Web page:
rehabilitation

(redirected from aural rehabilitation)
Also found in: Dictionary, Thesaurus, Medical, Encyclopedia.
Related to aural rehabilitation: Speech reading

Rehabilitation

The restoration of former rights, authority, or abilities.

The process of rehabilitating a witness involves restoring the credibility of the witness following Impeachment by the opposing party. Rehabilitating a prisoner refers to preparing him or her for a productive life upon release from prison.

rehabilitation

noun adjustment, alteration, development, improvement, instauration, readjustment, rebuilding, reclamation, reconstitution, reconstruction, recreation, recuperation, redemption, reeducation, reestablishment, reformation, reindoctrination, reinstatement, remodeling, renewal, renovation, reorganization, repair, reparation, restitution, restoration, resurrection, return, revival, revivement, revivification, salvation
Associated concepts: company rehabilitation
See also: change, correction, improvement, progress, reconversion, remedy, rendition, renewal, reorganization, repair, reparation
References in periodicals archive ?
The influence of aural rehabilitation and cognitive style disclosure on the perception of hearing handicap.
The aim of the programme is to increase and encourage further Speech and Language Specialists and Special Needs Teachers to gain practical and applied skills in aural rehabilitation activities and skills for students with hearing impairment.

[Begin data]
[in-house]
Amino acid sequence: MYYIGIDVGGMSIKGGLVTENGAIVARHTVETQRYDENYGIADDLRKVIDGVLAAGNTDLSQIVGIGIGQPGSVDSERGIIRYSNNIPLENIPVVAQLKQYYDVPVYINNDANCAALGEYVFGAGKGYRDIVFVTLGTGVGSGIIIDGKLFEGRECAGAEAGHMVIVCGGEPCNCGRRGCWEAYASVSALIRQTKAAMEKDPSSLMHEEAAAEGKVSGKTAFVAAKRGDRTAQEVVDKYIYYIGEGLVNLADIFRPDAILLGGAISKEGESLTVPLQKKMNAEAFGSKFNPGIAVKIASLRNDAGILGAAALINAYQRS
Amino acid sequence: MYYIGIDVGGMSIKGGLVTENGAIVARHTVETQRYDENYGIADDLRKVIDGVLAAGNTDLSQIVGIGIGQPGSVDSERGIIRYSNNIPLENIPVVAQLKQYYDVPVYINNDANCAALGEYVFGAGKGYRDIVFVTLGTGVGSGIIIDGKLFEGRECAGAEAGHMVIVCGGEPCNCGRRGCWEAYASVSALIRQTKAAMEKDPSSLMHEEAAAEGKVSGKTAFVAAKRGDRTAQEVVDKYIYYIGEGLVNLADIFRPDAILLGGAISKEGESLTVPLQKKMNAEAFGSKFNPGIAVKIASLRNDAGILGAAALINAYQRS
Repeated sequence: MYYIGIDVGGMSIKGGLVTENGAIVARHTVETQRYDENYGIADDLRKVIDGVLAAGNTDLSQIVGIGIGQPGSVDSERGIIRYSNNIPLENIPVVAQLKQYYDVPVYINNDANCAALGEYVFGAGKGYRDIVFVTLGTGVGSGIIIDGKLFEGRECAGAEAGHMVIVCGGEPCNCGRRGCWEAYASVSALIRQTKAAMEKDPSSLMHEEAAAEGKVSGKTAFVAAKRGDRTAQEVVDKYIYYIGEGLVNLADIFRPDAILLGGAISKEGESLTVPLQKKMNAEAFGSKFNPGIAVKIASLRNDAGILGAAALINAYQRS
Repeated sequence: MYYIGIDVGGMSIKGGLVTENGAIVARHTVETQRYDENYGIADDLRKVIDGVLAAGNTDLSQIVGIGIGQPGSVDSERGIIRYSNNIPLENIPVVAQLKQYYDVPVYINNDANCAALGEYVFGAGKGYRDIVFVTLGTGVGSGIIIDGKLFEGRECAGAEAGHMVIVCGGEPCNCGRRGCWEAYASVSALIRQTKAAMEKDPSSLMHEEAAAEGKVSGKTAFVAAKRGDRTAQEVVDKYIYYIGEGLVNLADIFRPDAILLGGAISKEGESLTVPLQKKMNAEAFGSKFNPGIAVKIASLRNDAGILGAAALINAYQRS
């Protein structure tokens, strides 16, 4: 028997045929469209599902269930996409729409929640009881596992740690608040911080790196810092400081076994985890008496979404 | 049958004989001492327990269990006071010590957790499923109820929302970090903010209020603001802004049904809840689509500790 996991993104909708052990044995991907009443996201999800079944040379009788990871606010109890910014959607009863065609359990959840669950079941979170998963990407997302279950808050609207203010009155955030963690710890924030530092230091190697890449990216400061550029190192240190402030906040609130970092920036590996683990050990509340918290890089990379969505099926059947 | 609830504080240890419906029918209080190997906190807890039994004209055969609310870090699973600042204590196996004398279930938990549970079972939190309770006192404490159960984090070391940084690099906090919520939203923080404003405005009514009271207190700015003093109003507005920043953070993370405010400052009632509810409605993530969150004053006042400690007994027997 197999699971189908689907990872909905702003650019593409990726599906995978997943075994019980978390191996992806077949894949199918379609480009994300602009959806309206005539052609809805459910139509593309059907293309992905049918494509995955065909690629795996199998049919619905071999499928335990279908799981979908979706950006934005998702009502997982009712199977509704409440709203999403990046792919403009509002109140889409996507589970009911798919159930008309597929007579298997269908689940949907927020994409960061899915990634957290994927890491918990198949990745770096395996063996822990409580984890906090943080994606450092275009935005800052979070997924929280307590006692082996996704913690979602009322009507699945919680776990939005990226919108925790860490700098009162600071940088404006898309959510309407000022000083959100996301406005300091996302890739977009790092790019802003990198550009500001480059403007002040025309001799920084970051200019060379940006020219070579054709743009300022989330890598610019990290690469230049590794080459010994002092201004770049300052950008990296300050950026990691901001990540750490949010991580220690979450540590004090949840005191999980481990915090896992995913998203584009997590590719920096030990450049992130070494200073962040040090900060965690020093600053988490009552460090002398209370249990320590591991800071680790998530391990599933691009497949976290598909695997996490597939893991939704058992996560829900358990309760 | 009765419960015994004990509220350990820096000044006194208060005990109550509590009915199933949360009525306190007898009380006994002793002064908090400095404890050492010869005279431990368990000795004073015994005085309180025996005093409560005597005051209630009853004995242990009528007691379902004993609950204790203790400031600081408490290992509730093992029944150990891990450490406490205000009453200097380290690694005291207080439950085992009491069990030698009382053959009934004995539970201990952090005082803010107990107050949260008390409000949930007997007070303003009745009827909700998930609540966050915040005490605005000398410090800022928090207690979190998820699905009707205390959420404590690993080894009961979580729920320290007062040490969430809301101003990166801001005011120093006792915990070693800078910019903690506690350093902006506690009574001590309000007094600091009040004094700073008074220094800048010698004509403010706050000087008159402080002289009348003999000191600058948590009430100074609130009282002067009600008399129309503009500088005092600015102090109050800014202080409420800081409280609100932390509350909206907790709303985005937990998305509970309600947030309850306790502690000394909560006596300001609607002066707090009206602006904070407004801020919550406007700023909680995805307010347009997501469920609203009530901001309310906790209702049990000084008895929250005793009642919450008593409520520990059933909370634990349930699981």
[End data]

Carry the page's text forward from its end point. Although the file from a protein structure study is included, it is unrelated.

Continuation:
The fact that only 26% of audiologists reported providing aural rehabilitation on a weekly basis could highlight a lack of resources (e.
4) Aural rehabilitation and amplification should be offered to residents once they have been qualified as candidates for these services.
Despite this evidence, lack of motivation for hearing aid use is the greatest obstacle to successful aural rehabilitation (Weinstein, 1991b).
Taylor examined the effect of group composition on an 8- to 10-hour aural rehabilitation program [41].
Several approaches to aural rehabilitation in patients with unilateral or asymmetric hearing loss have been suggested.
At the present time, vocational rehabilitation programs for late-deafened people appear focused on meeting the needs of people who grow up deaf and aural rehabilitation programs for late-deafened people are designed to encourage auditory training and listening when the auditory function is severely impaired.
Visual and aural rehabilitation programs must concomitantly compensate for these changes and improve functional competence in everyday tasks.
of Pittsburgh) incorporate new chapters on literacy development, genetics, neurogenic speech disorders, dysphagia, and aural rehabilitation in this updated introductory text.